Twenty years after Sweden’s school system opened the door for independent profit-making schools and expanded parents’ choice, sliding results have the leftist opposition saying the system is a textbook example of privatisation gone wrong.
In 1992, the Nordic country introduced school vouchers that parents can use to send their children to either state-run or private schools. Both types of schools are funded by the state, and a key condition for both is that tuition remains free.
The idea was to let primary and secondary education providers compete by allowing students to choose where they wanted to study, rather than allocating them a place at the nearest state-run school.
But though the Swedish model has garnered international attention, critics say that in an effort to attract students, for-profit schools are offering courses that don’t tally with the needs of the job market. Studies have also shown that, on average, these schools employ fewer staff and have a higher percentage of unqualified teachers.
Parents are worried about their children’s sliding performances since the mid-1990s in international rankings such as the Trends in International Mathematics and Science Study (TIMSS).
The leftist opposition has jumped on the issue, which feeds into concerns that the centre-right coalition in power since 2006 has gone too far in scaling back Sweden’s cherished welfare state.
“The expense you can cut back on the most on is teachers’ salaries,” said Rossana Dinamarca, a lawmaker for the Left Party, a traditional ally of the Social Democratic minority governments that have ruled Sweden for much of its postwar history.
Turning a profit in these institutions can be difficult: one of Sweden’s largest operators of privately-run schools, JB Education, filed for bankruptcy this month.
With government funding for each school directly linked to the number of pupils it attracts, some for-profit schools sometimes appear to prioritise quantity over quality.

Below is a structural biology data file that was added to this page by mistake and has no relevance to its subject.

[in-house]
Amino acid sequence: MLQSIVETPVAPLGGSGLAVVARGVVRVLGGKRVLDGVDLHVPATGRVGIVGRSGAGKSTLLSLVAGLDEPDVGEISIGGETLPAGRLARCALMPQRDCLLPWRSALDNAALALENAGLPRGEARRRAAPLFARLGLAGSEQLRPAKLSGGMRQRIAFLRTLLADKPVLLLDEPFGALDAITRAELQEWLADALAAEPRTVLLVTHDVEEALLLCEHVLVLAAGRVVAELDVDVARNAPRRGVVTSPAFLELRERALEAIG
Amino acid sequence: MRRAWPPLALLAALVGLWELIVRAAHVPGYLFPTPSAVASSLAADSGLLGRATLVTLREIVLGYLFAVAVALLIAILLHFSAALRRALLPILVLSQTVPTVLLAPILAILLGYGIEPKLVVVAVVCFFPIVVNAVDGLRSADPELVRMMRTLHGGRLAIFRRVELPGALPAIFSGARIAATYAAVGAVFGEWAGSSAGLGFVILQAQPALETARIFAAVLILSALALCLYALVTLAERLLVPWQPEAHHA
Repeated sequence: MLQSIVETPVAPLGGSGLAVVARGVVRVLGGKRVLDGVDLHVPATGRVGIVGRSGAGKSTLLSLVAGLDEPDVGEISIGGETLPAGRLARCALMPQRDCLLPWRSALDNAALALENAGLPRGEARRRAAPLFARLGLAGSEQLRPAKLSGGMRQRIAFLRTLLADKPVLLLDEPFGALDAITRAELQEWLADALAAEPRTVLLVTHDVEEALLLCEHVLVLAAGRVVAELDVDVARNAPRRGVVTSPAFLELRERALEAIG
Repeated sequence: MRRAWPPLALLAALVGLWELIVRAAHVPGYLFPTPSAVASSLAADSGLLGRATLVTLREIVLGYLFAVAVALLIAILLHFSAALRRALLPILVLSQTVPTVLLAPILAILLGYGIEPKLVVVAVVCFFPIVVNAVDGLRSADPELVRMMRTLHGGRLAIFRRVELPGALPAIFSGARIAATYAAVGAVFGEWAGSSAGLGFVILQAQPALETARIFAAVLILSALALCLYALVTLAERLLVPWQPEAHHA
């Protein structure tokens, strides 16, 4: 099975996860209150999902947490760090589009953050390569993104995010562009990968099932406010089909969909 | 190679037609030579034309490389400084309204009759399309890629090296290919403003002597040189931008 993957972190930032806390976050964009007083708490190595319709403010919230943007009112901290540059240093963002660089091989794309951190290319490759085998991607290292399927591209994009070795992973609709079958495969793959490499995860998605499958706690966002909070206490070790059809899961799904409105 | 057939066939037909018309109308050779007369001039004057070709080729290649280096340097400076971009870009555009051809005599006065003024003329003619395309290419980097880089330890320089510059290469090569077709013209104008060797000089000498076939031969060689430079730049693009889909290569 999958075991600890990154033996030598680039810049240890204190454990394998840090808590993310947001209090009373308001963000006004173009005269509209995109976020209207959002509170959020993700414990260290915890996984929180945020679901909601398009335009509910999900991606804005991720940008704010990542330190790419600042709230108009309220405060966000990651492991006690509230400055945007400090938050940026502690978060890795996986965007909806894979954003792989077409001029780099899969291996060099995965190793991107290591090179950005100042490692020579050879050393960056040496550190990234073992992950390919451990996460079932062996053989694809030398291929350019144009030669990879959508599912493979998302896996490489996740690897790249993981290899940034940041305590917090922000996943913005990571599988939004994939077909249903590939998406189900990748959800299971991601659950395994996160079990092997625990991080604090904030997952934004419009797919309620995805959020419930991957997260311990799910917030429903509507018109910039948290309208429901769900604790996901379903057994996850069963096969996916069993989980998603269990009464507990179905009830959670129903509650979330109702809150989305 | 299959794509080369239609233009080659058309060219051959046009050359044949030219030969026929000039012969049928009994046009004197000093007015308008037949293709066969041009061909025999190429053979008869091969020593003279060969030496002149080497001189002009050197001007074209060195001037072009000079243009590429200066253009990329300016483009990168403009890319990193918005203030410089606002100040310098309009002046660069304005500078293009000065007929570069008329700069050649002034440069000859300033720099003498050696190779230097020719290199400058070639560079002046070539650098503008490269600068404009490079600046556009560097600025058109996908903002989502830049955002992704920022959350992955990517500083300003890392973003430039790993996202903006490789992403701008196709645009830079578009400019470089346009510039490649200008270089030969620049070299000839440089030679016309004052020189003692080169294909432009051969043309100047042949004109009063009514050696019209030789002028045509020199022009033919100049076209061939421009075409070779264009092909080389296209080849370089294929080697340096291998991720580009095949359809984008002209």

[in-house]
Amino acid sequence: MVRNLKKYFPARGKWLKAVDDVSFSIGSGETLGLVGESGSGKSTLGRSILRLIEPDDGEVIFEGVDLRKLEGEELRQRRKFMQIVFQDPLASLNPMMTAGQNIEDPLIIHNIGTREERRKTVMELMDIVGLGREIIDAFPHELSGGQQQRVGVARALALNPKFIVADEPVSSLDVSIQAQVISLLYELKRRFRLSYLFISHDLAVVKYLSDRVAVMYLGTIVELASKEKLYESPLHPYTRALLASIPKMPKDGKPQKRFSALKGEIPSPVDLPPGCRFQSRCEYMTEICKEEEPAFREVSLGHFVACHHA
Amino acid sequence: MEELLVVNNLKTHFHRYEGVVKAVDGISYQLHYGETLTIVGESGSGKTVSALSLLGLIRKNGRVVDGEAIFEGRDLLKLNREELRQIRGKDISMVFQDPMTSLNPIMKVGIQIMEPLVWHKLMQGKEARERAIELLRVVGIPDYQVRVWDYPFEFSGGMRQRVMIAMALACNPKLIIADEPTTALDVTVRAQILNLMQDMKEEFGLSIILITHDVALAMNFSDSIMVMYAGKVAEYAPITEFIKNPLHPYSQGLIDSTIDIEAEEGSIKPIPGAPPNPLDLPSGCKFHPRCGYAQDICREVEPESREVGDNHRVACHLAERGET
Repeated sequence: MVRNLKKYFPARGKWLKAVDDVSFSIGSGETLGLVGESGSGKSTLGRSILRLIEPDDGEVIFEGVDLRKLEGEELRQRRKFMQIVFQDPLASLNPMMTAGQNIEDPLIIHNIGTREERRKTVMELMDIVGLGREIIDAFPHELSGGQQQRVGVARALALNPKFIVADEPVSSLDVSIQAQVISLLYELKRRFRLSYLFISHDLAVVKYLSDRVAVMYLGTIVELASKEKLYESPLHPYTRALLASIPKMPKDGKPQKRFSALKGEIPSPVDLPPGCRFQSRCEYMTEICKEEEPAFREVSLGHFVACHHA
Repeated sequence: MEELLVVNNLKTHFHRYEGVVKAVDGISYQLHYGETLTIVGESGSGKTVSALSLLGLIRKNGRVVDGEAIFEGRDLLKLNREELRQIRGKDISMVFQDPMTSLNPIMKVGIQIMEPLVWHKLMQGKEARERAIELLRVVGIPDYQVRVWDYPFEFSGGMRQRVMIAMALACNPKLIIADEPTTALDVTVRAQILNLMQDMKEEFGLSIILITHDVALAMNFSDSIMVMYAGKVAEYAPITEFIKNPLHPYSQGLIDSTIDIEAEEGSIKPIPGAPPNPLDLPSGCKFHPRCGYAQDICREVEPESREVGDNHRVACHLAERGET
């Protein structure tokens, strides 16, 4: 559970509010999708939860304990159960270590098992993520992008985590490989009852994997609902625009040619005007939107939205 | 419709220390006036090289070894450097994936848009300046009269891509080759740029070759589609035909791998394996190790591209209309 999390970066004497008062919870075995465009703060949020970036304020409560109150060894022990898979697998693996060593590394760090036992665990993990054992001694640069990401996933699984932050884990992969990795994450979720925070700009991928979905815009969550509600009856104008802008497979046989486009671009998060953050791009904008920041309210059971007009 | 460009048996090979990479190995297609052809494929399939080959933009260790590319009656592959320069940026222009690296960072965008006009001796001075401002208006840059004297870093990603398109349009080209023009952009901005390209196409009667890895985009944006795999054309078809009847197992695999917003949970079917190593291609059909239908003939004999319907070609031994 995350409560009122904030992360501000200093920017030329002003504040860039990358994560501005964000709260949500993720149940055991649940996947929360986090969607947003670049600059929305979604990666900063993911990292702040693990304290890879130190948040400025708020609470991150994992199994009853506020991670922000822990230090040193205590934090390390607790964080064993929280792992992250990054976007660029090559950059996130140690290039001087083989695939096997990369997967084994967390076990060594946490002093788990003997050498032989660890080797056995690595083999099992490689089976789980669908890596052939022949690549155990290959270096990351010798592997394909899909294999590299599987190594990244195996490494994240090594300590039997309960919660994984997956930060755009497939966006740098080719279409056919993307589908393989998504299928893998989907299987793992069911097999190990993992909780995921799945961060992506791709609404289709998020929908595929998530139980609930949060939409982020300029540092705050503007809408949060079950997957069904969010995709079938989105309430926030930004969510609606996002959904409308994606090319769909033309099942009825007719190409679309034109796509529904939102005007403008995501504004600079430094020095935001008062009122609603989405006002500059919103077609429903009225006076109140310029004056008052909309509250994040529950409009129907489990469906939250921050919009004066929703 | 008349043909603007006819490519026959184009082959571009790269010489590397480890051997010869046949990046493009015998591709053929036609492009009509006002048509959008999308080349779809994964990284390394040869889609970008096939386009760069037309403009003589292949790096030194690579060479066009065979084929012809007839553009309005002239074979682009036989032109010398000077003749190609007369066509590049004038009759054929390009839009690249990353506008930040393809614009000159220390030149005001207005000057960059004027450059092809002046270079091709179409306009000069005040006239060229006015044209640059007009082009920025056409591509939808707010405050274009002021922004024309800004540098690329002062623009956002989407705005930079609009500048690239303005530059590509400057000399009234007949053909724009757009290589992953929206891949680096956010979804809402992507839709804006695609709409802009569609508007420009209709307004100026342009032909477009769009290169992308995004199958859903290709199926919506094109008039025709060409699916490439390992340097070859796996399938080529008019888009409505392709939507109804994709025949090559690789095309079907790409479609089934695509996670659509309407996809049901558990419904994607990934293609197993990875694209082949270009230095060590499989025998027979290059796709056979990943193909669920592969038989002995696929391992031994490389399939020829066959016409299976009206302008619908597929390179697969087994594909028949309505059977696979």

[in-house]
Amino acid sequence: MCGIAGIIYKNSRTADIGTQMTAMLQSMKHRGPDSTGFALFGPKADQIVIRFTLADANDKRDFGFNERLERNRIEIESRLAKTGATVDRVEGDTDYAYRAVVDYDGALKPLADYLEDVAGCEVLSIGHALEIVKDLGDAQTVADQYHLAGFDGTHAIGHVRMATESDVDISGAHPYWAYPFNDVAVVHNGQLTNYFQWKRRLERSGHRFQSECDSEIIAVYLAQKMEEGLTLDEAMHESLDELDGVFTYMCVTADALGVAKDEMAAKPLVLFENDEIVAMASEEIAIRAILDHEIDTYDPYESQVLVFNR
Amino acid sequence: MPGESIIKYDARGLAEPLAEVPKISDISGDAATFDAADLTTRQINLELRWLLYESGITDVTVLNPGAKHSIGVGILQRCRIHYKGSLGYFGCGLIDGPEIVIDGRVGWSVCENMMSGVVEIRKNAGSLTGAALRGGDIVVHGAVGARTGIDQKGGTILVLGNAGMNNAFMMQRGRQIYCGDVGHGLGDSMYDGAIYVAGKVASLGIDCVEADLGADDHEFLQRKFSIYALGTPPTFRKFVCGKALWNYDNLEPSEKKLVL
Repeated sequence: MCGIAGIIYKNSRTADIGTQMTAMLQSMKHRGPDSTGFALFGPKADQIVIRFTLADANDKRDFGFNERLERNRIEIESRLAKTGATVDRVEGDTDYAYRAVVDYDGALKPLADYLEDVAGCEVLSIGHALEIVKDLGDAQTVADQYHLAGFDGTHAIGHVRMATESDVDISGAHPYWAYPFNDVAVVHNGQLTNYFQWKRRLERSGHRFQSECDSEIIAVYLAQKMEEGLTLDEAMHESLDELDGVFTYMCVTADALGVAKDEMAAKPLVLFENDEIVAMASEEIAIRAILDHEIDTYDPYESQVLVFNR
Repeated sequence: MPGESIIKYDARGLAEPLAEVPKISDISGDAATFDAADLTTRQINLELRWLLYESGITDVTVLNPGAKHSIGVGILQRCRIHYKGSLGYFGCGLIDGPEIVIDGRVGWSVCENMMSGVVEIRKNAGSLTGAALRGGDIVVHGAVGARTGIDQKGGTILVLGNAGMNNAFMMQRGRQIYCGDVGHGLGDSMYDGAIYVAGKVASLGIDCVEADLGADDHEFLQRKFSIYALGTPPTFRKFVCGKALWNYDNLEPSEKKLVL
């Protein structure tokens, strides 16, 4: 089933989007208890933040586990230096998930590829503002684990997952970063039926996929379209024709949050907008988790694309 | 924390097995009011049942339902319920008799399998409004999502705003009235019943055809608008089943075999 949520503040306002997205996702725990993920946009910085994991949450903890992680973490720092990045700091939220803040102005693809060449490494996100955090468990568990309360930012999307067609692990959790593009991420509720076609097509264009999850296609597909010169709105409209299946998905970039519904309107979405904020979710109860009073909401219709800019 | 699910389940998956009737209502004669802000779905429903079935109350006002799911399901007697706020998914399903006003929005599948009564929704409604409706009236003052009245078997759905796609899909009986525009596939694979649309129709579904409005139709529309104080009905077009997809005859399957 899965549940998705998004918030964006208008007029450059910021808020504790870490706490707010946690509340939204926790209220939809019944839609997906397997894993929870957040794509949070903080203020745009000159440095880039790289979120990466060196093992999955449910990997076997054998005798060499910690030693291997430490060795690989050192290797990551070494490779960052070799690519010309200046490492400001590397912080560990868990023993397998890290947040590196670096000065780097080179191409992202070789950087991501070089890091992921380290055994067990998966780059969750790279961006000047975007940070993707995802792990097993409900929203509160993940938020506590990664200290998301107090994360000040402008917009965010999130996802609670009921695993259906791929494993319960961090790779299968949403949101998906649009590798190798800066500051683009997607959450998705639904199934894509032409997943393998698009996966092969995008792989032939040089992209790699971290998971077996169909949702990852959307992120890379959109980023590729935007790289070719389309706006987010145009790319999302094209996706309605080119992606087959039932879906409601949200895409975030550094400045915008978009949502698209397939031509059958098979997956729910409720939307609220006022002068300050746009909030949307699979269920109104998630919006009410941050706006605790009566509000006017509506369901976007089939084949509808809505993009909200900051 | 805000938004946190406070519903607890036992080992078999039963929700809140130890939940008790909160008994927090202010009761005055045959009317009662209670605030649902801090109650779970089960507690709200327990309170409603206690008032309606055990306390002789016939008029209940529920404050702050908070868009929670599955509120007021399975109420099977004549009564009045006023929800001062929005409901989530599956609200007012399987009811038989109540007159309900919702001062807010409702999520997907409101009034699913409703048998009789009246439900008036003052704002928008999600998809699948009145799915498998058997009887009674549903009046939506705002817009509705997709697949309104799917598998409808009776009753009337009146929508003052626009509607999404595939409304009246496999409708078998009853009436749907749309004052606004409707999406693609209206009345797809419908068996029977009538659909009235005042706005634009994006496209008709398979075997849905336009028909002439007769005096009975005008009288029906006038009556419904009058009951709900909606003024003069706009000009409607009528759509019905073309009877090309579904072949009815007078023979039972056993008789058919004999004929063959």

Some have tried to boost enrolment by touting free laptops, and surveys have suggested some independent schools try to attract students by awarding them higher grades.
But the industry argues that if quality teaching were lacking, students would simply go elsewhere.
Polls show Swedes still largely favour the system but, paradoxically, are less supportive of taxpayers’ money going into the pockets of the profit-making enterprises that run many of the independent schools.
But among those who would like to see it face the chop — or at least give it a makeover — are Sweden’s hairdressers, who say a bevy of secondary schools offering hairdressing diplomas are swamping the profession with graduates.
While would-be hairdressers in the past had to compete to get into a limited number of schools, most towns now have at least one school offering a hairdressing diploma as those institutions realised they could fill more courses, and make more profit.
Many students are unlikely to ever find work in the sector: last year, 2,700 hairdressers graduated from Swedish high schools, compared with an estimated industry demand of around 700.
“Even though we’ve told the schools there isn’t enough demand, they’ve increased the number of students,” said Linda Palmetzhofer, an ombudsman at Handels, Sweden’s third largest blue-collar union.
Another key aim of the voucher system was to make it easier to set up independent schools offering alternative teaching methods, such as the child-centred approach of the Montessori and Waldorf systems.
Gabriel Sahlgren, director of research at the Institute of Economic Affairs, a free-market leaning think tank based in London, says it is this shift towards independent learning skills over chalk-and-talk teaching that is to blame for the slump in Swedish students’ performance in the last two decades, not the rise in the number of independent schools.
Norway also fell in international education rankings after implementing similar newfangled teaching techniques, but without Sweden’s system of free choice, Sahlgren said.
Still, there were areas where the Swedish voucher model needed tweaking, notably the grading system, he said.
“Right now there are greater incentives for schools to inflate grades than to improve the quality of education,” Sahlgren said.
Moreover, the surge in graduates from hairdressing schools was evidence students needed more information about employment prospects, he said.
The tide may already be turning: a decline in the number of hairdresser students indicated information about the tough job market for Swedish hairdressers was filtering through to applicants, Palmetzhofer of the Handels union said.
“The number peaked two or three years ago,” she said.